Llamasoft’s shooter TxK will not be released on formats other than Vita due to Atari filing a copyright claim, according to TxK creator Jeff Minter.
“All the stuff we had ready or near ready will now never see the light of day,” Minter said on Twitter. “No TxK PC, PS4, Oculus, GearVR, Android. Thank ‘Atari’.”
According to a blog post from Minter, which was moved to Pastebin following increased traffic to his site, the issue with Atari has been “going on behind the scenes” for a while.
“I’d kept it on the down low all this time because I had hoped we could maybe work something out, maybe Atari would commission an officially licensed version from us; we made it clear we’d be willing to negotiate about that sort of thing,” he said.
“However they never gave an inch and just continued with threats and bullying. Specifically they had their lawyers present a number of legal accusations about a variety of things; we consulted a lawyer who told us that if we wanted to fight against it then it’d be expensive because we’d need to address separately each of the things they were accusing me of.
“The accusations were addressed not only to Llamasoft as a company but also directed at me personally.”
Atari has accused Minter of stealing the source code for Tempest 2000 which Minter coded. He says he no longer has access to the code, and wouldn’t have used it for TxK anyway. The company also claims he stole the soundtrack to Tempest, even though the score is an original piece.
The firm was also upset the ship in TxK could “jump”, according to Minter.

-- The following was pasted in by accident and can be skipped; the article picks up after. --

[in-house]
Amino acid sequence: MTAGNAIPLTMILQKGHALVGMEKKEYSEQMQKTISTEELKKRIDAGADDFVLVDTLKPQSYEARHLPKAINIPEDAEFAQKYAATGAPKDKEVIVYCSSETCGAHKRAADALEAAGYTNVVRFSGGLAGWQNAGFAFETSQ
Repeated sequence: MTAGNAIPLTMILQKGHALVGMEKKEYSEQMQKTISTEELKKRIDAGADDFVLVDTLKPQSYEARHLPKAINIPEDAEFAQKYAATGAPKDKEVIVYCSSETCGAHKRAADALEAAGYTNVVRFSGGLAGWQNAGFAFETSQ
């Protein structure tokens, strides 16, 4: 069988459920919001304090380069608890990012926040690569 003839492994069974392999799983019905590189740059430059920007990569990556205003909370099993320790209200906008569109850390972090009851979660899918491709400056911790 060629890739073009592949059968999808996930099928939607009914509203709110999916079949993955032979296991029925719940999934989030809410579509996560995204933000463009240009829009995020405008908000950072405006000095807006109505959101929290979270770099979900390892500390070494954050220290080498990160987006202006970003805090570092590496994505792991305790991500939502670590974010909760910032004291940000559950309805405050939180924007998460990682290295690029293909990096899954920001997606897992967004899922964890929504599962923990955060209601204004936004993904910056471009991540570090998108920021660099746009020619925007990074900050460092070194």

“[It’s] all abject bollocks, but set up legally so as to be expensive for anyone to contest,” he said. “Even just going back and forth a few times with letters responding to their threats ended up running up a couple of grand in legal bills, and there is simply no way on God’s earth I can afford any kind of a legal battle.”
“They are still trying to insist that I remove from sale Vita TxK (even though it’s plainly at the end of its run now and only brings in a trickle these days) and sign papers basically saying I can never make a Tempest style game ever again. So no chance of releasing the ports.”
Minter has also accused Atari of changing the name of the Tempest 2000 PlayStation port to Tempest X in order to skip on royalty payments to Minter as it uses the same source code and soundtrack.
You can read up on more of Minter’s side through the Pastebin link.
Atari has since responded to Minter’s claims with the following statement (via Eurogamer):
“Atari values and protects its intellectual property and expects others to respect its copyrights and trademarks. When Llamasoft launched TxK in early 2014, Atari was surprised and dismayed by the very close similarities between TxK and the Tempest franchise.
“Atari was not alone in noticing the incredible likeness between the titles. Several major gaming outlets also remarked at the similarity of features and overall appearance of TxK to Tempest; one stated of TxK, ‘This is essentially Tempest.’
“There is no lawsuit. Atari has been in continuous contact with the developer since the game launched in hopes that the matter would be resolved.”